I took my teenage son to see Heathers at San Diego City College’s Saville Theatre. He knows the story – we’ve seen it before – and loves the music.
It was a great show, exploring themes of teen friendship, romance, and rage. But, the only way to stage it – the only way I’ve ever seen it staged – is as a period piece, set permanently in 1989. Heathers takes place in a neon-colored blaze of pre-Columbine innocence and ignorance.
So, while the play resonated with middle-aged me, my high schooler said he found the characters and situations unrealistic and remote, as if he were watching historical fiction. 1989 might as well have been the Wars of the Roses. It’s only a matter of time before Heathers becomes as dated as The King and I. Which is a pity, because the themes are painfully relevant today, or would be, if directors were allowed the latitude to fully explore them in ways that connect with today’s audiences.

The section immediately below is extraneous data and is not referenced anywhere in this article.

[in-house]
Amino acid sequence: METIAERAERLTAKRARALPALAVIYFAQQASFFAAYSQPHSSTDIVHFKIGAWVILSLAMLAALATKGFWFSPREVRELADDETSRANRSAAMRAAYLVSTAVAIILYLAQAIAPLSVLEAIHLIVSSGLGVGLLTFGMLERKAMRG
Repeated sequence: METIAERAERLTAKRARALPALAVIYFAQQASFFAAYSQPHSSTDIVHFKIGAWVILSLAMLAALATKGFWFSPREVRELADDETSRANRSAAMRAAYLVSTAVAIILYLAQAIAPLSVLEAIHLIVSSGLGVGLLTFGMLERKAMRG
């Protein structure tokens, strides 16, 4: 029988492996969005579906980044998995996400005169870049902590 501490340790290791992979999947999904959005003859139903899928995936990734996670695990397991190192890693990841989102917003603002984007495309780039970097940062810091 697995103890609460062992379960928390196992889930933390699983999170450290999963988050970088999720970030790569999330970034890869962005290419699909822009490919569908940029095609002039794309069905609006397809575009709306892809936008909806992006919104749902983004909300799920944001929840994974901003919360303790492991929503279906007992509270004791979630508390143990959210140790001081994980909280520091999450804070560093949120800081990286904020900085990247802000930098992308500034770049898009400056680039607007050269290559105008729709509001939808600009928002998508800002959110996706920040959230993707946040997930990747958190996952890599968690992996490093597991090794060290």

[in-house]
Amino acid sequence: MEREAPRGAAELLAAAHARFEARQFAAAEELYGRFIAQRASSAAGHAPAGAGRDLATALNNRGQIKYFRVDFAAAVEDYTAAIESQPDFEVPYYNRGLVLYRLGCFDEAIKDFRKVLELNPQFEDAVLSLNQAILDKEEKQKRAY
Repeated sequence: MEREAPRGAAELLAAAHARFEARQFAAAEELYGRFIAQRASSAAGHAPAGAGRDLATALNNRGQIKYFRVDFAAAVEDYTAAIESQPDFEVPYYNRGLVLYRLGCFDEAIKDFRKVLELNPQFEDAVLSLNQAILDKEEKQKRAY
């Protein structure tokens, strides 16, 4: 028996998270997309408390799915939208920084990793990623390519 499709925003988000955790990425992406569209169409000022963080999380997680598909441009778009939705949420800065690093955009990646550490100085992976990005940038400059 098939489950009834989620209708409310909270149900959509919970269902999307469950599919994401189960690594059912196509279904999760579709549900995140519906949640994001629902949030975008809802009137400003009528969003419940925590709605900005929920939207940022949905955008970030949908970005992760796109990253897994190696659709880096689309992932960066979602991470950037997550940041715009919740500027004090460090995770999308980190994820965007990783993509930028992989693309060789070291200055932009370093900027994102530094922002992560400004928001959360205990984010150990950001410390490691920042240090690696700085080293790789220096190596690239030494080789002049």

It may be that, because Shakespeare’s plays are continually reinvented, the edgiest piece of post-modern stagecraft about the teen experience may be Romeo & Juliet.